This article is a good tool for differentiating between lots of different terms that are often kind of blurry. It is based on another article that was featured in the Times magazine. Although the general definition of pornography is something that contains sexual content of some sort, it isn’t considered to be illegal unless it appears to be obscene or it’s child pornography. The definition of obscene is if fails to meet 3 requirements. First, if the material is what the state considers to be inappropriate, it is considered obscene. Secondly, if the material is offensive to a reasonable man in the standard community, it’s considered obscene. Lastly, the material must lack literary, artistic, musical, or political value. With regards to child pornography, none of those guidelines actually apply when real children are used to depict sexual acts because the focus is no loner on the content of the material but rather the conduct of the material. If one were to use computer-generated images of children engaging in sexual acts that would not be considered child pornography because real children were not actually used in the process. I think that it doesn’t matter whether the material is depicting real children or computer-generated children, no one should be posting images of “children” engaging in sexual acts. IF, for any reason, children come across such material, how do you think they will grow up?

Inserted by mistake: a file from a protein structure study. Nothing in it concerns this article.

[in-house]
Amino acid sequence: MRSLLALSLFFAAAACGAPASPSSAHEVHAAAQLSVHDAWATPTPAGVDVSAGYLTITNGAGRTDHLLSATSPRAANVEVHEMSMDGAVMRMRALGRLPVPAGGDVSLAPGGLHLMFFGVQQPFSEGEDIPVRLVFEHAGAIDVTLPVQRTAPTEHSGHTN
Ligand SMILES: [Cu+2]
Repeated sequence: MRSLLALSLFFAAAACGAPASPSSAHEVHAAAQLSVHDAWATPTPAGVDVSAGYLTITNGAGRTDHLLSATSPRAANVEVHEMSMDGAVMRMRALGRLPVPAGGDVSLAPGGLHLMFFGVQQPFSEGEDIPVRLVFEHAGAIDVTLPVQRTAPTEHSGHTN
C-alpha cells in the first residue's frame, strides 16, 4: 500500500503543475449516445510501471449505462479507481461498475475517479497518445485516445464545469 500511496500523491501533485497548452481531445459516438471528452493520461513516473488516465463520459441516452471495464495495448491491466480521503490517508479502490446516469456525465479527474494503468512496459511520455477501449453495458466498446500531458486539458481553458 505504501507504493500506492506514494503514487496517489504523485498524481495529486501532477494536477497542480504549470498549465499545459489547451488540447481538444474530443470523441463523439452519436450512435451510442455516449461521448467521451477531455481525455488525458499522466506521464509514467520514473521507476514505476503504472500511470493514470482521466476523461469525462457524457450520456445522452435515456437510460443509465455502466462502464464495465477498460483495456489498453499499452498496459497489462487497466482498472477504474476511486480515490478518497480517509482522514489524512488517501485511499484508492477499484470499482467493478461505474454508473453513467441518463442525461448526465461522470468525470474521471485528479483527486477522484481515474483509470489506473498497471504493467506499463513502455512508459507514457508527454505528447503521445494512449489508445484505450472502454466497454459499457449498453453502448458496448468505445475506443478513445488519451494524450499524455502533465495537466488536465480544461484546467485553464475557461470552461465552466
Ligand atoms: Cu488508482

Even though there are chances that children will come across some type of pornography online or pedophiles will contact them and send them indecent material, it’s actually quite rare. As it states in the article, the chances are much greater for a child to come across predators on the street corner rather than on the internet. In any case, I feel that parents should be with their children when they are surfing the net all the time (at least at the beginning to get the children set up on certain programs).